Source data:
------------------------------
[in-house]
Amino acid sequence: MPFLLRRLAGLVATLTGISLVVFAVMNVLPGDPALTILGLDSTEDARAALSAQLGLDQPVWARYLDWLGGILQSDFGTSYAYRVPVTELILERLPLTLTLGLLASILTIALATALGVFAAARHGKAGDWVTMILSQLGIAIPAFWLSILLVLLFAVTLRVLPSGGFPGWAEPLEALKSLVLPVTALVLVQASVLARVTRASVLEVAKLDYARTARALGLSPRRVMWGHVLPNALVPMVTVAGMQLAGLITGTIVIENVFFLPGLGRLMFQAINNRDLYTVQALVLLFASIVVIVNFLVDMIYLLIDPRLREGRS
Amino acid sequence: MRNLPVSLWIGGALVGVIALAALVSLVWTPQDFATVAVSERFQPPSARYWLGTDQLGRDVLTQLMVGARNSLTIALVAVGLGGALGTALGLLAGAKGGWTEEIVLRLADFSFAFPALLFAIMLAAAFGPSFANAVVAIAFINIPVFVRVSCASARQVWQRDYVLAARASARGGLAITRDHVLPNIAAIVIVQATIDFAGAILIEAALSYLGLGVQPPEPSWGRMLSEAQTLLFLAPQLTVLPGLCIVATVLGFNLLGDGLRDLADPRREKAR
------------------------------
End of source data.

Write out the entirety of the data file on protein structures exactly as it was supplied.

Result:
[in-house]
Amino acid sequence: MPFLLRRLAGLVATLTGISLVVFAVMNVLPGDPALTILGLDSTEDARAALSAQLGLDQPVWARYLDWLGGILQSDFGTSYAYRVPVTELILERLPLTLTLGLLASILTIALATALGVFAAARHGKAGDWVTMILSQLGIAIPAFWLSILLVLLFAVTLRVLPSGGFPGWAEPLEALKSLVLPVTALVLVQASVLARVTRASVLEVAKLDYARTARALGLSPRRVMWGHVLPNALVPMVTVAGMQLAGLITGTIVIENVFFLPGLGRLMFQAINNRDLYTVQALVLLFASIVVIVNFLVDMIYLLIDPRLREGRS
Amino acid sequence: MRNLPVSLWIGGALVGVIALAALVSLVWTPQDFATVAVSERFQPPSARYWLGTDQLGRDVLTQLMVGARNSLTIALVAVGLGGALGTALGLLAGAKGGWTEEIVLRLADFSFAFPALLFAIMLAAAFGPSFANAVVAIAFINIPVFVRVSCASARQVWQRDYVLAARASARGGLAITRDHVLPNIAAIVIVQATIDFAGAILIEAALSYLGLGVQPPEPSWGRMLSEAQTLLFLAPQLTVLPGLCIVATVLGFNLLGDGLRDLADPRREKAR